The post on Wednesday 4/29/20 was about defibrillators and dogs in condo and HOAs.  No, this was not a joke. Defibrillators can save lives; the question is whether an association should have one or more in common facilities. There are so many things to consider, including where it will be stored, how many to get, and the other questions noted in the post. There are also risks as identified in the post. And then we get to dogs – loud dogs. This may be more of an issue in condominiums or associations with semi-detached or other attached units due to party walls. So, what can be done? Citronella collars for one (this author had never heard of them before either). They are detailed in the post. There are also a few other suggestions in the post that might help and avoid having the Association act.

          TAKEAWAY: Association Boards want to do everything to protect residents, but they must think things through for legal ramifications – and discuss with a lawyer well-versed in community association law.

In the post on Thursday 4/30/20 we learned about common examples of sexual harassment in the workplace. You have been made more aware of this through the #MeToo movement. But do you know enough? Sexual harassment can include inappropriate touching, requests for sexual favors, and the other things noted in the post if it affects or interferes with employment. The post also gives more details on the 2 types of sexual harassment, quid pro quo and hostile work environment. Sexual harassment is not limited to one gender, nor must it be same sex.

TAKEAWAY: Make sure that employees know what they can and cannot say and do to employees – and discipline as necessary. Have an employment lawyer on call.

The post on Friday 5/1/20 told us that DOL says employers may require employees to use available paid leave during expanded FMLA leave. This is a follow-up or supplement to our post on Sunday 4/26/20 and is important. In normal times, employers may require that employees use up available paid time off concurrently with FMLA leave. But these are not normal times. So, the question is whether they may still require that with expanded FMLA leave (with the limits noted in the post). The answer is now yes for the reasons stated in the post. A good example of the interplay between EFMLEA, EPSL, and PTO is in the post.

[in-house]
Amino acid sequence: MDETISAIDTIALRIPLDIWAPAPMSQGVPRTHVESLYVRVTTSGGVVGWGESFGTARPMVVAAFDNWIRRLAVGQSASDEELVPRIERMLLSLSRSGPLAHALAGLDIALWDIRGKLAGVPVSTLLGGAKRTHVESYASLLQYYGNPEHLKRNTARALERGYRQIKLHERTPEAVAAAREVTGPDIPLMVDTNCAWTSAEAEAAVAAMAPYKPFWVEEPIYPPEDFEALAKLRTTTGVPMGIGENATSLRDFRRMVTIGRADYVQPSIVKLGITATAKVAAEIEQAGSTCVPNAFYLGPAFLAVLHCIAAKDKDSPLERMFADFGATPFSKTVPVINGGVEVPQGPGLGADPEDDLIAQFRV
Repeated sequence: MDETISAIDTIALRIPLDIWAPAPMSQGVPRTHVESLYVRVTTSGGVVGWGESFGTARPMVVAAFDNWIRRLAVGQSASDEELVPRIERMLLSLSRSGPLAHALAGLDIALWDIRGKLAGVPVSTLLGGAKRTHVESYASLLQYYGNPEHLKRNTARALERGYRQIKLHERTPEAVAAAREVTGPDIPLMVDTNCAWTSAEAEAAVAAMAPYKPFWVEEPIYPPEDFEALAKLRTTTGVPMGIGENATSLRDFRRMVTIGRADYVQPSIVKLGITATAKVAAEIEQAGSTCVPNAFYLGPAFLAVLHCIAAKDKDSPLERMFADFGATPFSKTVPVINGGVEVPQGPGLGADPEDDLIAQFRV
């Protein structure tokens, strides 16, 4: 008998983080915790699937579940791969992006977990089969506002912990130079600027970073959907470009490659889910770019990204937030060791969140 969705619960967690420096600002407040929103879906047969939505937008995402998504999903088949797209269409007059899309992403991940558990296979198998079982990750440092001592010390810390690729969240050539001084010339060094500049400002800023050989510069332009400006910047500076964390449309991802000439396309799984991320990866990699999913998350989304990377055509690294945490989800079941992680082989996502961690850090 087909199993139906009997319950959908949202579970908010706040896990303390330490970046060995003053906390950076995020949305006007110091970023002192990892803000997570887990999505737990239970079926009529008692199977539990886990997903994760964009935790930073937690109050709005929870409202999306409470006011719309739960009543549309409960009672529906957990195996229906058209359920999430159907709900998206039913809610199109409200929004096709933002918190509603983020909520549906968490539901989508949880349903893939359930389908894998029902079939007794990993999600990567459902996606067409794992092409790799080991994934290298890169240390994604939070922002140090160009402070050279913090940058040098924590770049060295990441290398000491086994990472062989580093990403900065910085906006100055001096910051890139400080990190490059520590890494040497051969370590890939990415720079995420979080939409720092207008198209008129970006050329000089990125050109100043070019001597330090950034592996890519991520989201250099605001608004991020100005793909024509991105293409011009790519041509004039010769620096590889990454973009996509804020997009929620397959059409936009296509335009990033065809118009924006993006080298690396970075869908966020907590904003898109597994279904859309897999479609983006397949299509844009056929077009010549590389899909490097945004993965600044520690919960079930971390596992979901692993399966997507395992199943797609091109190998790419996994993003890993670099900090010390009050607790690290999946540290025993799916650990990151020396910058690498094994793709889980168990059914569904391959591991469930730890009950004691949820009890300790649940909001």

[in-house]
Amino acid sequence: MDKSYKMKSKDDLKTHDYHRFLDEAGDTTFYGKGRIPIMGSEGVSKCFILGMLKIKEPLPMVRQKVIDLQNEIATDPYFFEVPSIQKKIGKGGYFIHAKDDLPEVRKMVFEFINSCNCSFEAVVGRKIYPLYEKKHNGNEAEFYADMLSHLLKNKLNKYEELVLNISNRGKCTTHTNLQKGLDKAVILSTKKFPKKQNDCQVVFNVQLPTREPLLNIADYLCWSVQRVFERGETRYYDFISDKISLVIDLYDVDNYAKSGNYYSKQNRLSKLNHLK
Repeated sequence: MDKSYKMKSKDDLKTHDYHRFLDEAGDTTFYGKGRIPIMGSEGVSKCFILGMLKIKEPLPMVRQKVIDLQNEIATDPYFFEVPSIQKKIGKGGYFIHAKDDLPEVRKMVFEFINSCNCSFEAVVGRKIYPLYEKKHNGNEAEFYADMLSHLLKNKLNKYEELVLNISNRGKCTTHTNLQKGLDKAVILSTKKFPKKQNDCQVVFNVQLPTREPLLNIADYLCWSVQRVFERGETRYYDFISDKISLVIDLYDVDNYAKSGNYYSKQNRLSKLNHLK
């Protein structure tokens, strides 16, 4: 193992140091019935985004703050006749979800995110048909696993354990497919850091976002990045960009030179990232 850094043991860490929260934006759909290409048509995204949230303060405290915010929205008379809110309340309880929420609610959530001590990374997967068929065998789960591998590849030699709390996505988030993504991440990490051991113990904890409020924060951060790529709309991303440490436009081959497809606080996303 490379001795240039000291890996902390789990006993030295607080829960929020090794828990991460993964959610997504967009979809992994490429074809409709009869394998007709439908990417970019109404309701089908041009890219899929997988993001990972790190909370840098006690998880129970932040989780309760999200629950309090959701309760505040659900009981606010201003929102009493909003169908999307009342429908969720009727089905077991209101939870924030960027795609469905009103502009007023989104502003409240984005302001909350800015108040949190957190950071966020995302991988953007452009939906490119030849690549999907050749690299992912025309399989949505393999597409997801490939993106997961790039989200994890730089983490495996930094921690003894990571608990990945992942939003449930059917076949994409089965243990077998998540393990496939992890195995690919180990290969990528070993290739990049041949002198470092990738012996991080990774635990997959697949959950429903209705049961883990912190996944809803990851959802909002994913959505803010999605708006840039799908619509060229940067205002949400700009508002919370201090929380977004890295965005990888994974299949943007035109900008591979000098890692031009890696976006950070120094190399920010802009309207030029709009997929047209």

TAKEAWAY: Know what is required under each of the new laws and what you may or ay not require of employees.

Finally, in the post yesterday 5/2/20, we read that Champion Fiberglass settled an EEOC suit for class hiring discrimination. This was a case or reverse discrimination where Hispanic and Spanish-speaking applicants were preferred. Let’s take a step back and look at the allegations in the suit. The EEOC alleged that the company systemically discriminated against non-Hispanic applicants by not hiring them, and not even considering them, due to race or national origin. For what positions? See the post. Also, and the opposite of what we usually see and hear about, the company allegedly preferred that certain employees speak Spanish and used almost solely one type of recruiting – see the post. When a non-Hispanic, non-Spanish speaking applicant responded to a posted sign … see the post. And the ironic part is that Spanish proficiency was not necessary to perform the job. So, the company settled for a large monetary sum (the amount is in the post) and other injunctive relief as listed in the post, including helping the EEOC locate victims of the alleged discrimination.

TAKEAWAY: Treat all employees and applicants the same way – discrimination based on a protected characteristic will land you in legal quicksand and it will be expensive (both monetarily and otherwise) to climb out. Get legal assistance.